Peptide with cationic moieties can interact with microbial pathogen membranes and therefore often exhibit antimicrobial properties. Antimicrobial peptides derived from marine organisms are currently studied as cosmetic applications, including lotions, shampoos, and moisture creams. Notably, the HAHp2-3-I fraction derived from the pepsin hydrolysate of half-fin anchovy (Setipinna taty) contained five cationic peptides (MLTTPPHAKYVLQW, SHAATKAPPKNGNY, PTAGVANALQHA, QLGTHSAQPVPF and VNVDERWRKL) that exhibit promising antibacterial potential. Antibacterials have also been isolated from Atlantic mackerel (Scomber scombrus) (SIFIQRFTT, RKSGDPLGR, AKPGDGAGSGPR and GLPGPLGPAGPK). They demonstrated a partial or a total inhibition property against Gram-positive (Listeria innocua) and Gram-negative (Escherichia coli) bacterial strains [104,105,106,107].

6.2. Essential Oil

Crithmum maritimum L. is a halophyte plant which grows on coastlines. Crithmum maritimum L. contains a combination a substances that gives to its essential oil its distinctive fragrance—lemony (due to p-cymene) but also slightly musty, of camphor and sandalwood (due to dillapiole) [108,109].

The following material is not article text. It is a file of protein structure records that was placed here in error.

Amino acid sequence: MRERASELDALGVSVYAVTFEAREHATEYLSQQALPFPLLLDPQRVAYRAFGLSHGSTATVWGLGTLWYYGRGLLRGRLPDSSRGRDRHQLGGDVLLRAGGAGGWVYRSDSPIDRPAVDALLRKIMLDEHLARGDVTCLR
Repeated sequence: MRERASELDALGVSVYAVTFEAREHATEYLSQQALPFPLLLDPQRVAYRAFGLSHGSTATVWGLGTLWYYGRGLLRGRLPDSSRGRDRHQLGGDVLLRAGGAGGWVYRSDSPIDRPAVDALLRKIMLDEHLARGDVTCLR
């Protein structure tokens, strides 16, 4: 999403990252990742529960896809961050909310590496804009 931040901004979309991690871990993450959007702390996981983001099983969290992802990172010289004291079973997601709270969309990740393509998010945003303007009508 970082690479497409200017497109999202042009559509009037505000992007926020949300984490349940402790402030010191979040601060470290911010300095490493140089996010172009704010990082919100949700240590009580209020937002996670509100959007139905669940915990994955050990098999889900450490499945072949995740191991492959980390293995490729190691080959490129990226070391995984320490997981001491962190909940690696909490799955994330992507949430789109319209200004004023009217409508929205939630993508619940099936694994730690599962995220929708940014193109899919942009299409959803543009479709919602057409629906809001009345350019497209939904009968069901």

6.3. Antioxidant

Antioxidants provide protection against the pro-oxidative in human skin exposed to UV radiation. Antioxidants have a protective effect on human skin as they prevent damage caused by UV-induced ROS which attack membrane lipids, proteins, and DNA, such as superoxide anion, hydroxyl radicals, and H2O2. Notably, lipid oxidation by ROS participate to decrease the youthful appearance of skin [59]. Therefore, cosmeceutical industries used synthetic antioxidants such as butylated hydroxytoluene (BHT), butylated hydroxyanisole (BHA), tertbutyl hydroquinone (TBHQ), and propyl gallate (PG) to delay ROS-induced oxidation. However, these synthetic antioxidants must be used with caution due to potential health hazards [110,111]. Natural antioxidants such as phlorotannins, sulfated polysaccharides, fucosterol, and fucoxanthins derived from algae therefore represent a safe alternative for the cosmetics industry [59,112].